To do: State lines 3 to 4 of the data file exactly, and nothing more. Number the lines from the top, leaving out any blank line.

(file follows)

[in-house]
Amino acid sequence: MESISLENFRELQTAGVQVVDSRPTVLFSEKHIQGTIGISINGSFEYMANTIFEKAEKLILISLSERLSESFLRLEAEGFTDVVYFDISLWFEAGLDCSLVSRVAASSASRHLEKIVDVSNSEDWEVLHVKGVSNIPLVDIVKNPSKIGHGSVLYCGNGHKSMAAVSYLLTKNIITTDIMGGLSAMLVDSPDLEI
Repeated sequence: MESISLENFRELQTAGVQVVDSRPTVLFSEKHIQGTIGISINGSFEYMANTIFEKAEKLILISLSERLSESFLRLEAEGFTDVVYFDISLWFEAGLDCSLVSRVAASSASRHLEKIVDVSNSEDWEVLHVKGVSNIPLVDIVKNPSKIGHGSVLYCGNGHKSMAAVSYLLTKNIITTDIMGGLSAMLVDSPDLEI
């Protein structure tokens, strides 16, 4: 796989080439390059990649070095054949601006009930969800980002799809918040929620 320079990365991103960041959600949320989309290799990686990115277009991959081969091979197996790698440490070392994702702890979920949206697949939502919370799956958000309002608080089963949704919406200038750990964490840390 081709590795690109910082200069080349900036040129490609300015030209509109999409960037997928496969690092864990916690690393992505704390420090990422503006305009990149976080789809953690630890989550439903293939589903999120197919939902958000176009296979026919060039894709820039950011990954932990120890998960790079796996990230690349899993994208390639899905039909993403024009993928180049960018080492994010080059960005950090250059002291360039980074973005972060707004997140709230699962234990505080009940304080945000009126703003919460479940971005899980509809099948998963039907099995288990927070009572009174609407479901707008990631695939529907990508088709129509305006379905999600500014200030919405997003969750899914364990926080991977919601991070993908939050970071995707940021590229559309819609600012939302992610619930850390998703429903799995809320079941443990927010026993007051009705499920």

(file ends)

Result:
Repeated sequence: MESISLENFRELQTAGVQVVDSRPTVLFSEKHIQGTIGISINGSFEYMANTIFEKAEKLILISLSERLSESFLRLEAEGFTDVVYFDISLWFEAGLDCSLVSRVAASSASRHLEKIVDVSNSEDWEVLHVKGVSNIPLVDIVKNPSKIGHGSVLYCGNGHKSMAAVSYLLTKNIITTDIMGGLSAMLVDSPDLEI
């Protein structure tokens, strides 16, 4: 796989080439390059990649070095054949601006009930969800980002799809918040929620 320079990365991103960041959600949320989309290799990686990115277009991959081969091979197996790698440490070392994702702890979920949206697949939502919370799956958000309002608080089963949704919406200038750990964490840390 081709590795690109910082200069080349900036040129490609300015030209509109999409960037997928496969690092864990916690690393992505704390420090990422503006305009990149976080789809953690630890989550439903293939589903999120197919939902958000176009296979026919060039894709820039950011990954932990120890998960790079796996990230690349899993994208390639899905039909993403024009993928180049960018080492994010080059960005950090250059002291360039980074973005972060707004997140709230699962234990505080009940304080945000009126703003919460479940971005899980509809099948998963039907099995288990927070009572009174609407479901707008990631695939529907990508088709129509305006379905999600500014200030919405997003969750899914364990926080991977919601991070993908939050970071995707940021590229559309819609600012939302992610619930850390998703429903799995809320079941443990927010026993007051009705499920």